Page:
Team members need to have access to managers. Don’t say that this is covered by the open door policy, because that is probably the most disappointing managerial tool quoted today. While most managers are comfortable with their staff bringing them everything, it gets a lot more difficult to have communication anytime. Managers are great at quoting, “Let’s meet later,” when it comes to their open door policy, and if there is one thing leaders have learned, it is that later never comes. A best practice in the workplace is for managers to set up times each day when they are truly available so that staff can come to rely on actually having some communication time when they need it. Outside of emergencies, scheduled open door times are an effective face-to-face communication tool.

Implementing Technology in Team Communication

Email is, of course, an important communication tool, but keep in mind it is best suited to reinforce messages and communicate data. Don’t rely on this or any other form of written message to communicate important information, because it fails to provide essential communication cues like enthusiasm, commitment, and urgency. Providing recaps or updates in written form are useful and for some staff, highly effective, but they cannot work alone.

One of the newest ways to communicate effectively within the organization is online, via the company intranet or third-party platform. By creating a social media platform that allows staff to engage, discuss, and share ideas, companies have found increased conversation and communication. A great case study for the type of impact this can have is Telstra, Australia’s largest telecommunications and media organization. Ex-CEO David Thodey is widely recognized for his turnaround of the company since 2009. His focus was to reinvent Telstra as an outstanding customer service organization that not only significantly improved the customer’s experience but also doubled the valuation of the company to more than $80 billion. He focused on changing the culture at Telstra and is a great advocate of values-based leadership. Australian Financial Review quoted Thodey in May 2015 for writing, “Our values drive our behavior more than rules, and I think any organization has got to move that way, because it drives people to take ownership and be accountable, and it also drives better outcomes for the customer.”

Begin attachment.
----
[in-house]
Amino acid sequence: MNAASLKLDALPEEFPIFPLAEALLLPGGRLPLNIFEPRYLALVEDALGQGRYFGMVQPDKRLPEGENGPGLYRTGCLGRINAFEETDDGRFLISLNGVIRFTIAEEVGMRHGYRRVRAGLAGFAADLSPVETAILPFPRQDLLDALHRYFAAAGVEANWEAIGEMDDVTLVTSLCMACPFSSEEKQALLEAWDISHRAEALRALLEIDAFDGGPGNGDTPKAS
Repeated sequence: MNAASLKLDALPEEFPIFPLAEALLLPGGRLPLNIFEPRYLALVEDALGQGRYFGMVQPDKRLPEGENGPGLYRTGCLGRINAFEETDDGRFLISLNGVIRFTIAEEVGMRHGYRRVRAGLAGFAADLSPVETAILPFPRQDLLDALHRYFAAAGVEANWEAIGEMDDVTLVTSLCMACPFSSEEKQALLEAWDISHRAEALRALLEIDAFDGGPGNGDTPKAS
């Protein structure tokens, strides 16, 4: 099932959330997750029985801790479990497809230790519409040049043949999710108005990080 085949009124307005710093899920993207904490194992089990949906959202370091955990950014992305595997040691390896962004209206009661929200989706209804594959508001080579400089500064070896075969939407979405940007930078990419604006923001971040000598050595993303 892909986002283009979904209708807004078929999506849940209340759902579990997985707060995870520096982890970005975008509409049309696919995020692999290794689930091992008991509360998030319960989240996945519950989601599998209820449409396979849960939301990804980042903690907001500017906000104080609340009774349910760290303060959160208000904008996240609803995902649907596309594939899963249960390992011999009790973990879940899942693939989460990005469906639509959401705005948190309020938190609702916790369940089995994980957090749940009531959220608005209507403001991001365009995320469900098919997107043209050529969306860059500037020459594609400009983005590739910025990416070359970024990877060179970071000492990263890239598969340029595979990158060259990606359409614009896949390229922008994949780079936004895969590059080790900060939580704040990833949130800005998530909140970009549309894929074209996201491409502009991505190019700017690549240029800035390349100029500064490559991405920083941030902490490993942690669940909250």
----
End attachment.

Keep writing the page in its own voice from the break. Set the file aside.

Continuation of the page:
One of the ways Thodey has successfully transformed their corporate culture is through communication and social media. They are one of the largest users of Yammer, a social network platform that allows companies to share files and data and initiate conversations. With more than 25,000 employees registered on the site, Thodey uses this forum to comment, communicate, give insights into his thinking, and respond to employee questions and thoughts. Per an article in ZDNet in 2013, he suggests that Yammer “has solicited a degree of honesty and openness” throughout the organization. He goes on to say that utilizing this social media platform has been “the biggest change in Telstra in terms of breaking down the layers of management and thinking.”

Technology is offering many benefits to organizations willing to invest and commit to open and honest communication.  Please check out this blog by Michael Strong, our VP of Brand Development, who provides some simple guidelines on how to utilize social media and technology for improved business communication. Any use of technology requires a high degree of commitment from management to be active on platforms and to be transparent and ensure no repercussions for staff that voice any dissenting views or thoughts. But in reality, this best represents the way the world is evolving, so sooner rather than later managers must learn to evolve, too.

When it comes to communication, there is no one-size-fits-all approach. Managers have to engage many mediums to ensure the message is received by each team member. The most important cultural mechanism in business is communication, so spend some time considering the methodology that will work best within your unique culture.

For fresh insights into modern business communication opportunities, reach out to SGEi. Thanks for reading, and please check out the next blog, in which we discuss the role of meetings in the modern work environment and how important information can be delivered best.